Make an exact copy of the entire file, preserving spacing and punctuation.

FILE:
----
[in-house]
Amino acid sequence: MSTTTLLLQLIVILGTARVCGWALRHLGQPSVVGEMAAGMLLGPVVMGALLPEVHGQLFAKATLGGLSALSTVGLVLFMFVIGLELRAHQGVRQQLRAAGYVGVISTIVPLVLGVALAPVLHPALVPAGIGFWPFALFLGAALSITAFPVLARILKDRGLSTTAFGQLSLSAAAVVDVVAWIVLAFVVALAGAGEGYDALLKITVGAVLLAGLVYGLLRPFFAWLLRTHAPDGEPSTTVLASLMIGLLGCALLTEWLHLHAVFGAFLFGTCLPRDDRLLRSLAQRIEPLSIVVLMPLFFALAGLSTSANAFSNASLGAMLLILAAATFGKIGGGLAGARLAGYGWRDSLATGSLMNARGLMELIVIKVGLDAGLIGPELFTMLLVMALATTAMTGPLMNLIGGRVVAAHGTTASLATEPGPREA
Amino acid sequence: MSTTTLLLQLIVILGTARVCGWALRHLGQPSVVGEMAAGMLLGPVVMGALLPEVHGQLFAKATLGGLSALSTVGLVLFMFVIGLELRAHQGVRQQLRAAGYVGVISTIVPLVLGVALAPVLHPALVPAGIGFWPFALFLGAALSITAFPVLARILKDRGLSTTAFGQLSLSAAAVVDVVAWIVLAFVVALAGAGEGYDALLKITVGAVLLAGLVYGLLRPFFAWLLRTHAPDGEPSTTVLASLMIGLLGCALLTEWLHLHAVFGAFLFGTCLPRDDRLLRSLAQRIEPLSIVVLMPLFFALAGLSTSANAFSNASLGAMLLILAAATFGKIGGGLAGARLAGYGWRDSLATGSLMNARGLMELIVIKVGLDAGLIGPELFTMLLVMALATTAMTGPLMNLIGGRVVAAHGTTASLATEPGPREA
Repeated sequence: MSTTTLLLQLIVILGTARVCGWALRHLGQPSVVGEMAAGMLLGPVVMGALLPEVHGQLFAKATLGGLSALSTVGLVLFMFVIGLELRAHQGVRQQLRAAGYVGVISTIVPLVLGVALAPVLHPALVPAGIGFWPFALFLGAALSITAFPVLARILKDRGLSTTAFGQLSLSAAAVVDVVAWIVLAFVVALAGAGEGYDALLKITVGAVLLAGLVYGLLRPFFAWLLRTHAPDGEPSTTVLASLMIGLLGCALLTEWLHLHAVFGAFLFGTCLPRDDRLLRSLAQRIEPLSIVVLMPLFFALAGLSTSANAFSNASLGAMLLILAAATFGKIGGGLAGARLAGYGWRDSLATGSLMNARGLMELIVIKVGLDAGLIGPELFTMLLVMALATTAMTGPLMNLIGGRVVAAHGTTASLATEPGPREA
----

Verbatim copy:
[in-house]
Amino acid sequence: MSTTTLLLQLIVILGTARVCGWALRHLGQPSVVGEMAAGMLLGPVVMGALLPEVHGQLFAKATLGGLSALSTVGLVLFMFVIGLELRAHQGVRQQLRAAGYVGVISTIVPLVLGVALAPVLHPALVPAGIGFWPFALFLGAALSITAFPVLARILKDRGLSTTAFGQLSLSAAAVVDVVAWIVLAFVVALAGAGEGYDALLKITVGAVLLAGLVYGLLRPFFAWLLRTHAPDGEPSTTVLASLMIGLLGCALLTEWLHLHAVFGAFLFGTCLPRDDRLLRSLAQRIEPLSIVVLMPLFFALAGLSTSANAFSNASLGAMLLILAAATFGKIGGGLAGARLAGYGWRDSLATGSLMNARGLMELIVIKVGLDAGLIGPELFTMLLVMALATTAMTGPLMNLIGGRVVAAHGTTASLATEPGPREA
Amino acid sequence: MSTTTLLLQLIVILGTARVCGWALRHLGQPSVVGEMAAGMLLGPVVMGALLPEVHGQLFAKATLGGLSALSTVGLVLFMFVIGLELRAHQGVRQQLRAAGYVGVISTIVPLVLGVALAPVLHPALVPAGIGFWPFALFLGAALSITAFPVLARILKDRGLSTTAFGQLSLSAAAVVDVVAWIVLAFVVALAGAGEGYDALLKITVGAVLLAGLVYGLLRPFFAWLLRTHAPDGEPSTTVLASLMIGLLGCALLTEWLHLHAVFGAFLFGTCLPRDDRLLRSLAQRIEPLSIVVLMPLFFALAGLSTSANAFSNASLGAMLLILAAATFGKIGGGLAGARLAGYGWRDSLATGSLMNARGLMELIVIKVGLDAGLIGPELFTMLLVMALATTAMTGPLMNLIGGRVVAAHGTTASLATEPGPREA
Repeated sequence: MSTTTLLLQLIVILGTARVCGWALRHLGQPSVVGEMAAGMLLGPVVMGALLPEVHGQLFAKATLGGLSALSTVGLVLFMFVIGLELRAHQGVRQQLRAAGYVGVISTIVPLVLGVALAPVLHPALVPAGIGFWPFALFLGAALSITAFPVLARILKDRGLSTTAFGQLSLSAAAVVDVVAWIVLAFVVALAGAGEGYDALLKITVGAVLLAGLVYGLLRPFFAWLLRTHAPDGEPSTTVLASLMIGLLGCALLTEWLHLHAVFGAFLFGTCLPRDDRLLRSLAQRIEPLSIVVLMPLFFALAGLSTSANAFSNASLGAMLLILAAATFGKIGGGLAGARLAGYGWRDSLATGSLMNARGLMELIVIKVGLDAGLIGPELFTMLLVMALATTAMTGPLMNLIGGRVVAAHGTTASLATEPGPREA